Friday, 11 November 2016 16:17

U.N. S. Korean Ambassador Oh Joon

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Building a Global Community

Ambassador Oh Joon is the Ambassador and Permanent Representative of the Republic of Korea to the United Nations. His most recent role at the U.N. was President of the Economic and Social Council, which he served from 2015 to 2016.He currently serves as the President of the Conference of States Parties to the Convention on the Rights of Persons with Disabilities. Having begun his career fresh out of university at the Korean Ministry of Foreign Affairs, Ambassador Oh has served as a diplomat both within South Korea and around the world. Working as a senior member of the Korean Foreign Ministry, he has worked at the Republic of Korea Embassy in Brazil and Malaysia, and most recently was Ambassador of the Republic of Korea in Singapore from 2010 to 2013. He has also served many roles in the United Nations, where he represented the Republic of Korea in many U.N. bodies. He has also served as President of the Security Council in 2014. Seoul Journal Executive editor Anthony Al-Jamie talked with Ambassador Joon about diplomacy, his experiences, and challenges that face our world today.

Wednesday, 16 March 2016 03:33

Hines Ward

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NFL Analyst & Former Star Receiver Discusses his Korean Heritage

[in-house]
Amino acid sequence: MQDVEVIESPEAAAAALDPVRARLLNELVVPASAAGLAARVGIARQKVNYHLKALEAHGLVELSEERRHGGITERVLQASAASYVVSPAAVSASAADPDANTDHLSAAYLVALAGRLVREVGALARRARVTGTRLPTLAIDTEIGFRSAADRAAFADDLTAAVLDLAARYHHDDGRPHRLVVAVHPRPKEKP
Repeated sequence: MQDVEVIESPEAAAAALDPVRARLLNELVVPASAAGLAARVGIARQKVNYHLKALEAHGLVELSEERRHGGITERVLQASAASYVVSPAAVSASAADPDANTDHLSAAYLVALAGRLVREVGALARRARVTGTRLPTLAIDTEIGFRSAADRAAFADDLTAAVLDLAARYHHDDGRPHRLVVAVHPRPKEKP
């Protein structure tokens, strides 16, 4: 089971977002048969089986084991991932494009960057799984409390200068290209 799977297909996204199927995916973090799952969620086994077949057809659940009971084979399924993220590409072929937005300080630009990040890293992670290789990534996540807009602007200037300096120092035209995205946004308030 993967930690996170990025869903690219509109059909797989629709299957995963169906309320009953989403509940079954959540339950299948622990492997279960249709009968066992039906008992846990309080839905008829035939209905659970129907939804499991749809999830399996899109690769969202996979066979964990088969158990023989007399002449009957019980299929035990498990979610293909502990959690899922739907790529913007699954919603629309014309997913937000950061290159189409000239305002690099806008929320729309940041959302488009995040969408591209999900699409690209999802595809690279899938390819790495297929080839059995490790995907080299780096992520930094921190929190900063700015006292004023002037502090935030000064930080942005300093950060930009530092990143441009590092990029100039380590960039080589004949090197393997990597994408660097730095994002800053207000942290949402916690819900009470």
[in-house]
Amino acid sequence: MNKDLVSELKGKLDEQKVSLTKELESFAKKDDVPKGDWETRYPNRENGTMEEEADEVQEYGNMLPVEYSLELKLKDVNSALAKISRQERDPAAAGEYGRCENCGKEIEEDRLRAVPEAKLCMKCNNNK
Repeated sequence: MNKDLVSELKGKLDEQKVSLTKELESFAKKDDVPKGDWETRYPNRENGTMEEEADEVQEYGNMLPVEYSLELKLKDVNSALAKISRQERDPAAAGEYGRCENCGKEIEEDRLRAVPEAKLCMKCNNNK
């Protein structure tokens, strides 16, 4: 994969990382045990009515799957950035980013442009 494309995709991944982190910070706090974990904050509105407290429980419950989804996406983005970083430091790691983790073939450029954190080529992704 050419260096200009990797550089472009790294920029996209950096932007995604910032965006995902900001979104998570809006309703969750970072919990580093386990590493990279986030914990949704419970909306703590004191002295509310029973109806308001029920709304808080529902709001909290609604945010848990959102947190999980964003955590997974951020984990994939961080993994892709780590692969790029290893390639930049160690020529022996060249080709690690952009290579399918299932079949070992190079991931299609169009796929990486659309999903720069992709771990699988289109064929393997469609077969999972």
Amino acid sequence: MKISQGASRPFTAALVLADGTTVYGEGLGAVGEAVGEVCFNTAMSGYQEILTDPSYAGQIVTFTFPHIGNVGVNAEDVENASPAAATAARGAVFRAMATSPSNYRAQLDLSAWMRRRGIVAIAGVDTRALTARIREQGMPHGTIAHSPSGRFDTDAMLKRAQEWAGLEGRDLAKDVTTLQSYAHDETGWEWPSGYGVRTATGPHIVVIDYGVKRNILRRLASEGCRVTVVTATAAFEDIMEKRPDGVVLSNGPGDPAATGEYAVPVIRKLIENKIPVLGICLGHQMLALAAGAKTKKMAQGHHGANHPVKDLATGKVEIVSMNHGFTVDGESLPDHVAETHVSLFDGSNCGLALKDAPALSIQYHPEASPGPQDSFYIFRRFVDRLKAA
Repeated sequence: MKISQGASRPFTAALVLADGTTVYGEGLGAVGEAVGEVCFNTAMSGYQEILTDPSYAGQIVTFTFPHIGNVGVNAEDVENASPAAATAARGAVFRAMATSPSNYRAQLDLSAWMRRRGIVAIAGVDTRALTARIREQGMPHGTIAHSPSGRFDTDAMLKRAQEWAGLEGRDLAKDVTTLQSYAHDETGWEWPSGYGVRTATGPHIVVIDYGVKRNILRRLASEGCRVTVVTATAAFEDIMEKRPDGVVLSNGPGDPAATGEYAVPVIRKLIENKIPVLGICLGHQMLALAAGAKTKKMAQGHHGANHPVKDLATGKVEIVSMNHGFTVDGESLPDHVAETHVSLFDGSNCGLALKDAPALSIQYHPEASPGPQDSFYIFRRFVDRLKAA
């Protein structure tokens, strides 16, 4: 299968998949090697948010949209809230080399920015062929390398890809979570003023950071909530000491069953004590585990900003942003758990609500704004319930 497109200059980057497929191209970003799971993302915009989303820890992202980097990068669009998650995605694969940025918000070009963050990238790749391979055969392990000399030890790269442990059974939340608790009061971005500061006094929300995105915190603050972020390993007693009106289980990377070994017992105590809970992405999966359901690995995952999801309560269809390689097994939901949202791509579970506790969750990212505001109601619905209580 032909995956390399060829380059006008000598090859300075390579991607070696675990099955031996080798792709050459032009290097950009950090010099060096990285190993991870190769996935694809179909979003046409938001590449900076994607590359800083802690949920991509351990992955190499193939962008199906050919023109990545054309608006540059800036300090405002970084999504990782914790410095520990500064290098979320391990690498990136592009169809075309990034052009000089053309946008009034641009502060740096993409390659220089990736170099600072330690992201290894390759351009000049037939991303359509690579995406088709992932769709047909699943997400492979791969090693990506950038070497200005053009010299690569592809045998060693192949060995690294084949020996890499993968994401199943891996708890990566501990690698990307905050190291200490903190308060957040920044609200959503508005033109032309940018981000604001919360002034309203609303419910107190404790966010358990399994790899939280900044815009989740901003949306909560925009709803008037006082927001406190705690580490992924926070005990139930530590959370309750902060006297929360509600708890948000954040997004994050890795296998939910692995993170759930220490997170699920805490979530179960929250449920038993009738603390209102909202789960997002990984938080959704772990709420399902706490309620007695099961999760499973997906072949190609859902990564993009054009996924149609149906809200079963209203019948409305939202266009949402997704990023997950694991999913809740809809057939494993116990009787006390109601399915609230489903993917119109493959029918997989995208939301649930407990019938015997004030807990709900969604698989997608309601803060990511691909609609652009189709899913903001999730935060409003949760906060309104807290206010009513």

Hines Ward is a champion on and off the football field who has come a long way from his birthplace in Seoul, South Korea. The retired National Football League (NFL) wide receiver, who is currently an NBC studio analyst, holds every receiving record in the history of the Pittsburgh Steelers. Born in Seoul in 1976 to a Korean mother and an African American father, he grew up in Atlanta, Georgia and has become an advocate for the social acceptance of foreigners and mixed-race youth in South Korea. In addition, President Barack Obama, who has called Hines Ward “the happiest man in football,” appointed Hines a member of the President's Advisory Commission on Asian Americans and Pacific Islanders. The two-time Super Bowl Champion and MVP of Super Bowl XL is a four-time Pro Bowler, the all-time team leader in receptions, receiving yards, and receiving touchdowns, and the only receiver in Steeler history to surpass 1,000 receiving yards for four straight seasons. He was named to the Steelers’ 75th Season All-Time Team and on January 1 2012, his last catch as a Pittsburgh Steeler made NFL history as Hines became the eighth player to reach 1,000 career receptions. Since his retirement from the NFL, he has appeared on television and the silver screen, making cameos in The Dark Knight Rises and The Walking Dead, and championing the dance floor as a reality TV star, winning Season 12 of ABC's hit dance competition Dancing with the Stars. His many achievements have resulted in Hines being featured on the cover of such publications as TIME Magazine, Newsweek, Sports Illustrated, and Esquire, and as one of GQ's 2009 "Men of the Year.” Hines Ward shared insight into his Korean roots and his many achievements with Seoul Journal Executive Editor Anthony Al-Jamie.